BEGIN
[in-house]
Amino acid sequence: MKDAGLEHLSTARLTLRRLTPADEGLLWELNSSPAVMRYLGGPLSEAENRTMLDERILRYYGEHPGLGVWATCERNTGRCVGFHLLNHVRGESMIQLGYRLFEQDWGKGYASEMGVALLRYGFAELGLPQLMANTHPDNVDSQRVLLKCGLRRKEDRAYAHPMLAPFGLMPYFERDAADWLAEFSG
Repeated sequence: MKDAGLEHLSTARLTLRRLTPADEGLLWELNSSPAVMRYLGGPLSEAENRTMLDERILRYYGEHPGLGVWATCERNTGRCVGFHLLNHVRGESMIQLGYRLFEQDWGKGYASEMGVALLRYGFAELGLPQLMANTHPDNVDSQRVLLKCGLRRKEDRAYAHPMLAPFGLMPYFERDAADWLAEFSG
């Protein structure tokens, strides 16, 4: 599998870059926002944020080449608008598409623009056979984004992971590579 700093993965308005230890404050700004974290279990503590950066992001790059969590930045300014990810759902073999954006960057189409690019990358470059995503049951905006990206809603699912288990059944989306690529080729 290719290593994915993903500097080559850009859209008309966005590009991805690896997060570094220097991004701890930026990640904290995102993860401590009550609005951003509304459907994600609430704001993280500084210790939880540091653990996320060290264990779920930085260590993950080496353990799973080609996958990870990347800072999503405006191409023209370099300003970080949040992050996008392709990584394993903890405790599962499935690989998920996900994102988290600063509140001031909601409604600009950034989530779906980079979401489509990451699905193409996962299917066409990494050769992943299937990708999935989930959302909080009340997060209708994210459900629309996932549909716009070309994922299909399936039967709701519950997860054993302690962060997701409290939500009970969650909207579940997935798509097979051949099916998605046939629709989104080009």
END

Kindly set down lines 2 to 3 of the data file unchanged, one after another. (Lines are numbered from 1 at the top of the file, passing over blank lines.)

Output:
Amino acid sequence: MKDAGLEHLSTARLTLRRLTPADEGLLWELNSSPAVMRYLGGPLSEAENRTMLDERILRYYGEHPGLGVWATCERNTGRCVGFHLLNHVRGESMIQLGYRLFEQDWGKGYASEMGVALLRYGFAELGLPQLMANTHPDNVDSQRVLLKCGLRRKEDRAYAHPMLAPFGLMPYFERDAADWLAEFSG
Repeated sequence: MKDAGLEHLSTARLTLRRLTPADEGLLWELNSSPAVMRYLGGPLSEAENRTMLDERILRYYGEHPGLGVWATCERNTGRCVGFHLLNHVRGESMIQLGYRLFEQDWGKGYASEMGVALLRYGFAELGLPQLMANTHPDNVDSQRVLLKCGLRRKEDRAYAHPMLAPFGLMPYFERDAADWLAEFSG